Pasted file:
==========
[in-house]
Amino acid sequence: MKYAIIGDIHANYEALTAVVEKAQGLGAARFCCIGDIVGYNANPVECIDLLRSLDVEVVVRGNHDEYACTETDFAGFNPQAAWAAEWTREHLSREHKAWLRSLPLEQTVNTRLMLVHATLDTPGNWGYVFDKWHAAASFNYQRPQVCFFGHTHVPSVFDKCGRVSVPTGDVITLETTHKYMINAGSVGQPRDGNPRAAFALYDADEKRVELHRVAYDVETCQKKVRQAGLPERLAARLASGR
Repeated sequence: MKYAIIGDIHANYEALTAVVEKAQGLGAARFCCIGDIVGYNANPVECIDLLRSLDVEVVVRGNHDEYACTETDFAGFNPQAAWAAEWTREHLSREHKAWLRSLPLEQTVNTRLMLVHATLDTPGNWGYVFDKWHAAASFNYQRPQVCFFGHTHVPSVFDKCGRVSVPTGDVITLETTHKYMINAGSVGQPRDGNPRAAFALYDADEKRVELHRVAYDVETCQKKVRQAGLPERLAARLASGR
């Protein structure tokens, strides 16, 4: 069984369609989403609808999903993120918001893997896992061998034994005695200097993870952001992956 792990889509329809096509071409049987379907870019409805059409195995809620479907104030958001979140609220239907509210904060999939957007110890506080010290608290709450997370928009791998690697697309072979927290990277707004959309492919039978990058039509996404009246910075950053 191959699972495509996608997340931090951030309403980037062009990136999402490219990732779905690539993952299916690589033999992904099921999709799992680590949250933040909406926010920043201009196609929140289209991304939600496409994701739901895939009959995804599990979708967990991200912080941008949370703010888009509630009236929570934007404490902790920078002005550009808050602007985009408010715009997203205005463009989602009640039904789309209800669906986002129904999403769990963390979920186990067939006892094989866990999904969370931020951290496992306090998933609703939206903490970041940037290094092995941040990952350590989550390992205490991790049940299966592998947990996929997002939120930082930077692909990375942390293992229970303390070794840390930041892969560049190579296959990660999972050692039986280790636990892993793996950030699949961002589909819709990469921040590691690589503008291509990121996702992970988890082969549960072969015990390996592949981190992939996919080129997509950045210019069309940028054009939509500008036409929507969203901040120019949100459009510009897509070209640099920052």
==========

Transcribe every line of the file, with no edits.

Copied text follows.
[in-house]
Amino acid sequence: MKYAIIGDIHANYEALTAVVEKAQGLGAARFCCIGDIVGYNANPVECIDLLRSLDVEVVVRGNHDEYACTETDFAGFNPQAAWAAEWTREHLSREHKAWLRSLPLEQTVNTRLMLVHATLDTPGNWGYVFDKWHAAASFNYQRPQVCFFGHTHVPSVFDKCGRVSVPTGDVITLETTHKYMINAGSVGQPRDGNPRAAFALYDADEKRVELHRVAYDVETCQKKVRQAGLPERLAARLASGR
Repeated sequence: MKYAIIGDIHANYEALTAVVEKAQGLGAARFCCIGDIVGYNANPVECIDLLRSLDVEVVVRGNHDEYACTETDFAGFNPQAAWAAEWTREHLSREHKAWLRSLPLEQTVNTRLMLVHATLDTPGNWGYVFDKWHAAASFNYQRPQVCFFGHTHVPSVFDKCGRVSVPTGDVITLETTHKYMINAGSVGQPRDGNPRAAFALYDADEKRVELHRVAYDVETCQKKVRQAGLPERLAARLASGR
């Protein structure tokens, strides 16, 4: 069984369609989403609808999903993120918001893997896992061998034994005695200097993870952001992956 792990889509329809096509071409049987379907870019409805059409195995809620479907104030958001979140609220239907509210904060999939957007110890506080010290608290709450997370928009791998690697697309072979927290990277707004959309492919039978990058039509996404009246910075950053 191959699972495509996608997340931090951030309403980037062009990136999402490219990732779905690539993952299916690589033999992904099921999709799992680590949250933040909406926010920043201009196609929140289209991304939600496409994701739901895939009959995804599990979708967990991200912080941008949370703010888009509630009236929570934007404490902790920078002005550009808050602007985009408010715009997203205005463009989602009640039904789309209800669906986002129904999403769990963390979920186990067939006892094989866990999904969370931020951290496992306090998933609703939206903490970041940037290094092995941040990952350590989550390992205490991790049940299966592998947990996929997002939120930082930077692909990375942390293992229970303390070794840390930041892969560049190579296959990660999972050692039986280790636990892993793996950030699949961002589909819709990469921040590691690589503008291509990121996702992970988890082969549960072969015990390996592949981190992939996919080129997509950045210019069309940028054009939509500008036409929507969203901040120019949100459009510009897509070209640099920052």